World water week 2017

We’re celebrating World Water Day this year with lots of fresh and new examples of how we provide water and sanitation to the world’s poorest, whilst keeping the water flowing in the most challenging of environments.

663 million people still do not have access to clean water. Water scarcity affects more than 40%of the global population and is projected to rise
Around 1.8 billion people globally use a contaminated source of drinking water, putting them at risk of contracting cholera, dysentery, typhoid and polio
Around 315,000 children under-five die every year from diarrhoeal diseases caused by dirty water and poor hygiene and sanitation

Our work in water

OUR STRATEGIC AIMS

Oxfam aims to work with essential partners in a unified approach to connect poor and vulnerable communities to water and sanitation services, ensuring they are working equitably. By working to support and connect humanitarian and development actors and approaches, we will build real resilience for marginalised populations to keep water and sanitation systems operational, accessible and affordable.

The space between humanitarian response and development is made up of fragility, neglect, inequality and political imbalance. Oxfam is working with institutions, private sector, government, and communities to ensure water and sanitation is accessible to marginalised populations and is affordable and appropriate in FCAC and Middle Income Countries.

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Water tankers and bicycles: a lifeline in South Sudan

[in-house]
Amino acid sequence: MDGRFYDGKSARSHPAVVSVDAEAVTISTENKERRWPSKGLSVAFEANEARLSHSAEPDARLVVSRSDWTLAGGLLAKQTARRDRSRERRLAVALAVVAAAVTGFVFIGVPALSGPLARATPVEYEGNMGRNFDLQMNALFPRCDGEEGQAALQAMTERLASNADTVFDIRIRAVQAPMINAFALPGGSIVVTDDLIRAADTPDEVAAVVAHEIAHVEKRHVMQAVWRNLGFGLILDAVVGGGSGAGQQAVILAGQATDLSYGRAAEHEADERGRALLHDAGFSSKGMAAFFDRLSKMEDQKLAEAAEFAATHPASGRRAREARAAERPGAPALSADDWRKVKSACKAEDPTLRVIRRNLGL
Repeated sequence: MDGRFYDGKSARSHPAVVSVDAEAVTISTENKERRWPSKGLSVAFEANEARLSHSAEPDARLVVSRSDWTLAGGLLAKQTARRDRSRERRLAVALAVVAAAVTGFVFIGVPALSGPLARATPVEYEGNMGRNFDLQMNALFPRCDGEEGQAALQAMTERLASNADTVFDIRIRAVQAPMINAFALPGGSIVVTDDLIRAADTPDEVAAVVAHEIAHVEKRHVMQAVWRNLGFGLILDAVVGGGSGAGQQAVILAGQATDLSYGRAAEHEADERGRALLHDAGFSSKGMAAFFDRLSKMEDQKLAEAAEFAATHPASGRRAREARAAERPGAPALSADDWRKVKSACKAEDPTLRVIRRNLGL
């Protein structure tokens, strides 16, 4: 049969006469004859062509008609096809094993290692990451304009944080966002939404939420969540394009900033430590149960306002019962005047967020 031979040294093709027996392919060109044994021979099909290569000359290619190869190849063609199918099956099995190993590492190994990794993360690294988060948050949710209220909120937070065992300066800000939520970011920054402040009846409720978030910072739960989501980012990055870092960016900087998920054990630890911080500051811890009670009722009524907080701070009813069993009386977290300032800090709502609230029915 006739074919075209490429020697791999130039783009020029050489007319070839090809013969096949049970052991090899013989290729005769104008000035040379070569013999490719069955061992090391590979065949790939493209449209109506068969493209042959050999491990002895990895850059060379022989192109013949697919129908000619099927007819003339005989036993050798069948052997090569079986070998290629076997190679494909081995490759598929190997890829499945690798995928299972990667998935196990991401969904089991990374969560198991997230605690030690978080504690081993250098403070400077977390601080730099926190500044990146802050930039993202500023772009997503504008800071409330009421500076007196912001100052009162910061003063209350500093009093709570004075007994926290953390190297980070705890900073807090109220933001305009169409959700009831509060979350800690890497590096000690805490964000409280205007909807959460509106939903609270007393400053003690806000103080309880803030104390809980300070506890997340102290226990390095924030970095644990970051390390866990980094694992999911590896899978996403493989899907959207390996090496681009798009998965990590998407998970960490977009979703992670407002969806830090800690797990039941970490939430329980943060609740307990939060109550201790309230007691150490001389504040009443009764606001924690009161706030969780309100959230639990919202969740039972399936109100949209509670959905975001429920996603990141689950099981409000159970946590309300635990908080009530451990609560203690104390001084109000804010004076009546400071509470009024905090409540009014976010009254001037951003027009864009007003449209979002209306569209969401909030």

Around 80% of Juba’s population relies on tankers and bicycle vendors for water. But as prices have soared, amid ongoing conflict and instability, water has become unaffordable. Oxfam has set up two initiatives working within the existing market to ensure the poorest can access clean water, as Mariana Matoso explains. Read more >>

Vlog: Have you ever had a poo in the dark?

Oxfam’s Protection Project Manager, Kerry Akers, vlogs about research into the use of lighting around latrines in emergencies. Partnered with the Water Engineering and Development Centre at Loughborough University to undertake research, with the support of the Humanitarian Innovation Fund, the research aims to establish how best to decrease the perceived risk of GBV around WASH facilities. Watch >>

Economic Evaluation of Hydropower Projects in the Lower Mekong Basin
Dary talks about hydropower dam (Sambor dam in Kratie province) that will impact her community.
 

Where we work